Academic journal article Journal of Regional Analysis & Policy

An Economic Freedom Index for U.S. Metropolitan Areas

Academic journal article Journal of Regional Analysis & Policy

An Economic Freedom Index for U.S. Metropolitan Areas

Article excerpt

Abstract. This paper is the first attempt to produce an economic freedom index for local economies in the U.S. It provides a more comprehensive measure of the restrictions government places upon economic freedom compared to simple fiscal measures like total government spending or revenue. That makes it a valuable tool for a wide variety of researchers seeking to investigate the impact of government upon society, including regional economists and re- searchers in state and local public finance. The two economic freedom indices of nations have stimulated a large body of such research. There are several similar indices that provide the same tool for those examining state governments. Like the other two sets of indices, higher levels of local economic freedom are found to be correlated with positive economic outcomes such as higher per capita income and lower unemployment.

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1. Introduction

The question of why some areas are rich while others are poor has captured the attention of econo- mists for centuries. In his seminal 1776 work, The Wealth of Nations, Adam Smith suggested that the "simple system of natural liberty" was the best way for societies to maximize their prosperity (Book IV, Chapter IX). In theory, keeping infringements on economic freedom to a minimum creates an envi- ronment that should prove to be more conducive to entrepreneurial activity and economic growth. In order to test that theory (and other theories), nearly 30 years ago scholars began an initiative to measure the level of economic freedom in nations across the globe. Those scholars have included Nobel Laure- ates Milton Friedman, Gary Becker, and Douglass North (Gwartney et al., 1996). While there are at least two national and two sub-national indices of economic freedom currently being updated regular- ly, there are no local indices. This paper provides the first local economic freedom index, measuring the level of economic freedom in U.S. metropolitan areas.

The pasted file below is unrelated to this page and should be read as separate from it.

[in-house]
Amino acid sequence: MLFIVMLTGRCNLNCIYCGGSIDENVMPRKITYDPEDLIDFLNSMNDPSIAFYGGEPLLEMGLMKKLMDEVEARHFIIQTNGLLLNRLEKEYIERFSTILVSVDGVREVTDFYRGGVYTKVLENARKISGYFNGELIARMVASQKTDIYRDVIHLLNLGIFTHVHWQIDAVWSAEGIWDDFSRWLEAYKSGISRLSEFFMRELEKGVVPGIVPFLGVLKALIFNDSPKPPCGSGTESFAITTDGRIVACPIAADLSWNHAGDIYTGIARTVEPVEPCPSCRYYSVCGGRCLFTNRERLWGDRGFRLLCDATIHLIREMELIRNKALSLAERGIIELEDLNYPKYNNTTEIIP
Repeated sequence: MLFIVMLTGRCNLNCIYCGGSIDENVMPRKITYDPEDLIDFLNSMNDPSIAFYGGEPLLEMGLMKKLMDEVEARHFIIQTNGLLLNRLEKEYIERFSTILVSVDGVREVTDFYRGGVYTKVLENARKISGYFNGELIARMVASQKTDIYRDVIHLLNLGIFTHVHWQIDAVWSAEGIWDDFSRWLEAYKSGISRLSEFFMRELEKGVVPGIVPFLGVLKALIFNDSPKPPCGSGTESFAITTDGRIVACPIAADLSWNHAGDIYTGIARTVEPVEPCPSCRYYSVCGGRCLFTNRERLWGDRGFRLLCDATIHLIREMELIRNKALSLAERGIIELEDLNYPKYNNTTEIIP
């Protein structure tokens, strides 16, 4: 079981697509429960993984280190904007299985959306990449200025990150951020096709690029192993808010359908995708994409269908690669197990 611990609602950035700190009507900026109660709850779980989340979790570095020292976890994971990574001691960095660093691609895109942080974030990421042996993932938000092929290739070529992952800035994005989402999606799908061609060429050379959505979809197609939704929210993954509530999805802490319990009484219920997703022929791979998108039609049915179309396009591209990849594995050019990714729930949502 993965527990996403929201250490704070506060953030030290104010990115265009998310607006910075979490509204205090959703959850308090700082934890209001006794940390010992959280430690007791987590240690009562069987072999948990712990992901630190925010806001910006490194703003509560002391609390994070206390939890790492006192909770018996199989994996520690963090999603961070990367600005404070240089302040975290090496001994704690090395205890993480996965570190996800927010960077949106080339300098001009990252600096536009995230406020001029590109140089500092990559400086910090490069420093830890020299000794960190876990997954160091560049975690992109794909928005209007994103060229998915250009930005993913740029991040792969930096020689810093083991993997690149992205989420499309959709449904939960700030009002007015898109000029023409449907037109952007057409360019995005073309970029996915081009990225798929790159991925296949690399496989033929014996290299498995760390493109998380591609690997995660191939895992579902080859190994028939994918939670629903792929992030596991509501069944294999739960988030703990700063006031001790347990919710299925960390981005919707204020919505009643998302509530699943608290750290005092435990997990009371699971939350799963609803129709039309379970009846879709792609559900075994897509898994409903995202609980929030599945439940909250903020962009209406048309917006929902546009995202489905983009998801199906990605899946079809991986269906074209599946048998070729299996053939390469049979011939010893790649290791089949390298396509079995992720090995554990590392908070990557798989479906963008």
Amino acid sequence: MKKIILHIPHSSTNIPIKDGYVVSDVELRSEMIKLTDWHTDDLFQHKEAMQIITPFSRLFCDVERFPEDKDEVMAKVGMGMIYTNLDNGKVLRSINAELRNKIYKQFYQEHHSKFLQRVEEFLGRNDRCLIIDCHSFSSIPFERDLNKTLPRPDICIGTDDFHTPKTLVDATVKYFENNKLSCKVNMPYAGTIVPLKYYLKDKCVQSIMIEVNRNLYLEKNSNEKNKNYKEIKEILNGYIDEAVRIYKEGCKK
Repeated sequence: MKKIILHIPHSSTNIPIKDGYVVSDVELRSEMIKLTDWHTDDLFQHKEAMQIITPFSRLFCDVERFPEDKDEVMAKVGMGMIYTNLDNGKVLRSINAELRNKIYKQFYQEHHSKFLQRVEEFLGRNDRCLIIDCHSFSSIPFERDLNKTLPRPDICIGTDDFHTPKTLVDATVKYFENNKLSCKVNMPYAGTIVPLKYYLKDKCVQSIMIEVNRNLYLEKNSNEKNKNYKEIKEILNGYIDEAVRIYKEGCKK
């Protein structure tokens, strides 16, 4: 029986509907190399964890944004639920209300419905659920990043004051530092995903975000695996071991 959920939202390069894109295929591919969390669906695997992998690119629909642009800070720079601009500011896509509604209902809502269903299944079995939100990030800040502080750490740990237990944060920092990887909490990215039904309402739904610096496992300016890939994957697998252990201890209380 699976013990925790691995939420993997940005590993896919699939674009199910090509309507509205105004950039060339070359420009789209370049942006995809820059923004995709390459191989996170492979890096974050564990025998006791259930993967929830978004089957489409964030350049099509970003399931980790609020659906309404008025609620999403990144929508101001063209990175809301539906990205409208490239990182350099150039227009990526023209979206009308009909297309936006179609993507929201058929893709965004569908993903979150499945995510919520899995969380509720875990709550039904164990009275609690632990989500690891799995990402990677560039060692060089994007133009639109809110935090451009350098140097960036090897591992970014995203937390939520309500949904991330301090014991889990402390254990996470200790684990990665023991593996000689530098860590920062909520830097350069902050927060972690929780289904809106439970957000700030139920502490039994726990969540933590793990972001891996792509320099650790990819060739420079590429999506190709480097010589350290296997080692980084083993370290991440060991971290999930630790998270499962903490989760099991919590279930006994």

The first international report on this important topic - Economic Freedom of the World, 1975-1995 (Gwartney et al., 1996) - defined economic freedom as follows:

Individuals have economic freedom when (a) property they acquire without the use of force, fraud, or theft is protected from physical invasions by others and (b) they are free to use, exchange, or give their property as long as their actions do not violate the identical rights of others. Thus, an index of economic freedom should measure the extent to which rightly acquired property is protected and individuals are engaged in voluntary transactions (p. 12).

The formula has been gradually revised over the years, but the same basic definition remains.

Other similar indices have been developed as well (e.g., Miller et al., 2012), but since Gwartney et al. (2012) provide data going back to 1970, along with annual updates, it provides the most volumi- nous set of data available. There are literally hun- dreds of articles in academic journals that utilize the Economic Freedom of the World data to examine the relationship between economic freedom and a host of economic conditions.1 Their findings have illus- trated a positive relationship between economic freedom and a wide variety of variables (e.g., GDP, GDP growth, literacy, and life expectancy).

The wide differences in economic freedom that we observe at the country level can exist at the sub- national level as well; e.g., residents in Texas and Florida have greater economic freedom than those in California and New York. Economic Freedom of North America (Karabegovic et al., 2002), was the first effort to measure economic freedom in the U.S. states (and Canadian provinces). It provided data for 1981, 1985,1989, and 1993-2000. Since then, data has been provided for every year. Ruger and Sorens (2009 and 2011) recently provided a more comprehensive index of both personal and economic freedom in the U.S. states. …

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